Virtual Dissection

All of us who attended public high school remember the fowl smell of the Biology and science classrooms. I remember feeling lightheaded and nauseated from the smell. I had trouble concentrating, and as a result did poorly on the dissection labs.  Formaldehyde soaked creatures were routinely picked apart under the guise of “science”, and still are, although I understand they use less chemicals now that they used to. I was one of those who hated science, particularly dissections, and to this day, I find it hard to see any relevance of viewing a worm’s intestines in my everyday life. Maybe I am the only adult who feels this way, but perhaps not? I would be interested to hear your views on this topic.

Haven’t we all been exposed to road kill along the highway? We know perfectly well that mammals have stomachs by seeing their bloated carcasses on the edge of the road. So, why do we still require our children to pick apart animals for dissection? Leonardo Divinci was fascinated with the human body, and learned to draw by viewing cadavers. But, few of us are Divincis, and we are definately not in the Middle Ages, so why does this practice continue?

With home schoolers, I think it’s sort of a Mom thing. We seem to think that because we were forced to do it, we should force our kids to do it also, right? Not necessarily.

Years after I was tormented in the science classroom, I found out I am DRASTICALLY allergic to formaldehyde. Actually, it is a very common allergen. Children may have severe reactions to this chemical including asthma, eczema, headaches. Symptoms may not appear until well after the exposure so it is difficult to track. It is in so many common household items, it’s frightening. Just look at this list:

Fabrics treated with formaldehyde resins and in which some free formaldehyde remains. Formaldehyde resins provide the unique qualities of the following fabrics:

  • Permanent press
  • Anti-cling, anti-static, anti-wrinkle and anti-shrink finishes
  • Chlorine-resistant finishes
  • Stiffening on lightweight nylon knits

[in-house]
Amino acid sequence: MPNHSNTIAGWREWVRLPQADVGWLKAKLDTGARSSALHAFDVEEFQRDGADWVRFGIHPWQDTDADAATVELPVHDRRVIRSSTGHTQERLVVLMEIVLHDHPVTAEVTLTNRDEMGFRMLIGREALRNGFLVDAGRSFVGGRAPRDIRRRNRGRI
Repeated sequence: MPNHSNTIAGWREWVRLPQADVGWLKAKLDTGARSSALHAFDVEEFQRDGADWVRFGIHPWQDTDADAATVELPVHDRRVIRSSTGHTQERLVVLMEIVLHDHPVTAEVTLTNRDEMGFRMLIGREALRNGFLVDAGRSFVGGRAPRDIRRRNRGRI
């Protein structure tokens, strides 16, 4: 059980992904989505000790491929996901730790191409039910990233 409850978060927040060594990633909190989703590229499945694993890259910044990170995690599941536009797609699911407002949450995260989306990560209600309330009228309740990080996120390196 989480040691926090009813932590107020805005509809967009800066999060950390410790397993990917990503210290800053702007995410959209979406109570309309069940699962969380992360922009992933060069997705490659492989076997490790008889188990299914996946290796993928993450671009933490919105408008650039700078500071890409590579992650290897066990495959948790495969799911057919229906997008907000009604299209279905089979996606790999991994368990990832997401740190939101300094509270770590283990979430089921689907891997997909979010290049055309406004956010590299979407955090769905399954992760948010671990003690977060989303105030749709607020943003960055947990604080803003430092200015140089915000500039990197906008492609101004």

• Waterproof finishes
  • Perspiration proof finishes
  • Moth proof and mildew resistant finishes
  • Suede and chamois

  • Cosmetics and toiletries including fingernail polishers and hardeners, antiperspirants, makeup, bubble bath, bath oils, shampoos, creams, mouthwashes and deodorants. In many cases formaldehyde is used as a preservative.
  • Household cleansers, disinfectants and polishes
  • Paper products — formaldehyde is used to improve the water resistance, grease resistance, shrink resistance and other characteristics of paper
  • Building materials — urea-formaldehyde glue or adhesive is used in pressed wood products such as particle board, plywood and MDF
  • Medications including wart remedies, anhidrotics, medicated creams, orthopaedic casts and root canal preparation disinfectant
  • Paints, primers and paint-stripping agents
  • Embalming fluid and as a preservative for laboratory specimens
  • Formaldehyde is released in the smoke from burning wood, coal, charcoal, cigarettes, natural gas and kerosene
  • Here are some other common items that contain formaldehyde, and how to avoid them. Can you believe it’s even in some children’s vitamins?

    http://safecosmetics.org/downloads/Formaldehyde-allergic-reactions_SJacob_PediatricAnnalsJan07.pdf

    Whether the allergy came first, or was a product of the dissection experience, I don’t know. But, it is safe to say that dissection is not for everyone. Why would we expose our kids to this stuff if it’s not really necessary?

    Our oldest son really enjoyed dissections. We had a great group of Mom’s who helped run the labs and all the kids would get together and dissect. It was rather challenging to have to find and clean up all the fish guts and scales flying around the kitchen, but overall they all seemed to enjoy it.

    Enter son number two. Everything is so different the second time around. Ted really dislikes the dissections. You can see the repulsive expression on his face:

    Of course it probably didn’t help that I made him do his dissecting outside, I didn’t want the slimy critters in my kitchen.